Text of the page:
Senator Sherrod Brown Comes to the Village

Through his new book, Brown urges progressive nationwide reforms

By Eric Uhlfelder

At the funeral of New York Senator Robert Kennedy in June of 1968 at St. Patrick’s Cathedral, his brother Ted tearfully struggled to recall his slain brother as a man “who saw wrong and tried to right it, saw suffering and tried to heal it, saw war and tried to stop it.”

Anyone who was touched by Bobby can’t help choking up hearing these words again. They remind us of what we lost and the change in the arc of this country’s history that never was. His death marked the end of the country’s last great progressive movement.

In his new book, Desk 88, Ohio Senator Sherrod Brown recalls Kennedy and seven other progressive senators—including Hugo Black, William Proxmire, and Herbert Lehman—who also served from the same desk. He wrote this book to put a fire under progressives and remind them of what is possible, especially during times of great divide.

The arc of current history was also radically distorted when Hillary Clinton opted not to select Brown as her running mate in 2016. He was on her short list. Had she teamed up with him, I believe Clinton would’ve been president.

Cecile Richards interviews Senator Sherrod Brown at Cooper Union’s Great Hall in New York. Photo courtesy of The Cooper Union/Photo by Marget Long.

The three-term senator from Ohio is a rare democrat from a state that has also elected the likes of pro-Trump conservatives Senator Rob Portman and Representative Jim Jordan. In just the first eleven days of December, Brown pushed the country to recognize the critical role of a fair and accurate census, helped workers unionize, secured more than $46 million for historically black institutions of higher education, and brought additional aid to servicemen and veterans.

Brown, 67, is an anachronism from the sixties. He wears his wavy hair longer than most, avoids custom-tailored clothing, and buys suits made in Ohio. He’s casual and precise, with an engaging smile that makes him light and serious at the same time. His lapel is adorned with a pin of a canary to remind folks of the hardships facing coal miners and all workers.

Informed by his Lutheran faith, Brown is committed to a myriad of progressive causes. He has trumpeted fair trade, labor rights, US manufacturing, affordable health care, Wall Street reform, improved race relations, and tax credits for low- and middle-income Americans. At the same time he is remarkably pragmatic.

His direct, empathetic, no-spin, uniquely coarse-sounding voice recalls what we lost at the Ambassador Hotel in California in June of 1968. Last month he spoke at Cooper Union’s Great Hall about his new book. I spoke with him afterwards about matters related to this eight-year project.

Why did you write this book?

I love history. I thought I could teach folks about the pivotal role of progressive eras. They are often short, we lose more than we win, but when we win, we win really big: Collective Bargaining, Social Security, Clean Air, Civil Rights, Medicare…all the things that are now so important to so many.

Brown begins his book by distinguishing between conservatives, who support the status quo; and progressives, who seem more quixotic. His thoughts recall the famous quote Bobby Kennedy borrowed from Shaw: “Some men see things as they are and say, why. I dream things that never were and say, why not.” So I asked Brown,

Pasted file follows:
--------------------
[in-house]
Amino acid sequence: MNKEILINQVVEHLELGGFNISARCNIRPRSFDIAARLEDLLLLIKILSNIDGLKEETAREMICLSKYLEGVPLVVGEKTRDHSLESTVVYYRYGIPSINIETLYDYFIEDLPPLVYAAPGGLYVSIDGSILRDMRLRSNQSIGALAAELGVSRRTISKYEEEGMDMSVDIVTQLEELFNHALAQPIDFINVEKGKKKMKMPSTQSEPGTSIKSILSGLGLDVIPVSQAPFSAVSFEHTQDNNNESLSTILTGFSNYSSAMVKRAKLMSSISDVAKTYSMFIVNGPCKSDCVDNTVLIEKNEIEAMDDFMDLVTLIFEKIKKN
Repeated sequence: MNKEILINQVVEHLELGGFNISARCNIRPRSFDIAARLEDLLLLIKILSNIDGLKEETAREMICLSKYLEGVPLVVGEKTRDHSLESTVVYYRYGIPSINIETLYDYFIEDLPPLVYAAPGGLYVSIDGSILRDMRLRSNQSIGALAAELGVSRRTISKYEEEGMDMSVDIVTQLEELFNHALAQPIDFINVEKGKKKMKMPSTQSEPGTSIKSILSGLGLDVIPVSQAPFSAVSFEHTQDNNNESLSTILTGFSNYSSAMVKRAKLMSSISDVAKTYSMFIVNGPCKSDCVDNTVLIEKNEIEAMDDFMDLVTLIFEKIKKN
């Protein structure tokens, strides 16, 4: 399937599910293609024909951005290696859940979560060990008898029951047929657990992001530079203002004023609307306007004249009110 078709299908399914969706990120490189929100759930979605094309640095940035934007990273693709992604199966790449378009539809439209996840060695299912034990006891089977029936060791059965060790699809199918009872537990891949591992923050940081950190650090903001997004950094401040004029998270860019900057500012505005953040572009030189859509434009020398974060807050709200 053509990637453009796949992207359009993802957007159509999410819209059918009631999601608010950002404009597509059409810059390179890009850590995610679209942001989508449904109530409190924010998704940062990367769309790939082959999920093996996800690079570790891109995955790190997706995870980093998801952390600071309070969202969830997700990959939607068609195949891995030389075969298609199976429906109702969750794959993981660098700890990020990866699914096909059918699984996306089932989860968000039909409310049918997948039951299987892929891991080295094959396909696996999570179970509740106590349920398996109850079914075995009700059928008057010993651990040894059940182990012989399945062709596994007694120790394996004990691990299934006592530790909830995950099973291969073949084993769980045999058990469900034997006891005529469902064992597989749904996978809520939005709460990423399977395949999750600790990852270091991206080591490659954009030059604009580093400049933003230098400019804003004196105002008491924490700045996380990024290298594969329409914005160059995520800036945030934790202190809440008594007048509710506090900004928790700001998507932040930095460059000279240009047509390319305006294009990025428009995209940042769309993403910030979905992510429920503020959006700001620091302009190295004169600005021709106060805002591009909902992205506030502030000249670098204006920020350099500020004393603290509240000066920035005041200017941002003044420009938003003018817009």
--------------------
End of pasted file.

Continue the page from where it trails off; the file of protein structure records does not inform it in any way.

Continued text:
Why don’t conservatives dream?

I don’t know. All my colleagues want the country to be better. But most conservatives believe in the trickle-down philosophy that the poor and disadvantaged will see improvement if the wealthy excel. I believe the economy grows from the lower- and middle-class out. If you can tax the wealthier more to have better schools in poorer neighborhoods, then we’ll likely end up with a better country.

I never met a person less empathetic than our current president. But I don’t feel qualified to know why conservatives aren’t moved by suffering. The longer I am in politics, the less I want to ascribe motives to behavior.

So how can you work with conservatives?

I make arguments that make financial sense about helping those less fortunate…We will save on welfare and Medicaid if we can educate the poor, get them into decent jobs. Providing shelter for homeless people will help make them more productive citizens. Sometimes this approach works. Then we see the president proposing cuts to food stamps, which will only make recipients less productive, less healthy, and more inclined toward crime to survive.

What made Bobby Kennedy unique?

His evolution. He started off on the wrong side of many issues. He didn’t understand his privilege, worked for McCarthy, wire-tapped Dr. King. But his empathy was unleashed when his brother was shot. It forced him to be his own man. He went out in the world and saw the suffering in Bedford Stuyvesant, Indian reservations, Mississippi, and migrant workers across the land. “He got his public opinion bath,” as Lincoln would’ve put it.

How will someone writing about Desk 88 look back at you forty years on?

I’ll let history judge that. But I think I will fit into the book in the same way the others have. As a Lutheran, part of my faith is that the charity you do is even better when no one knows about it.

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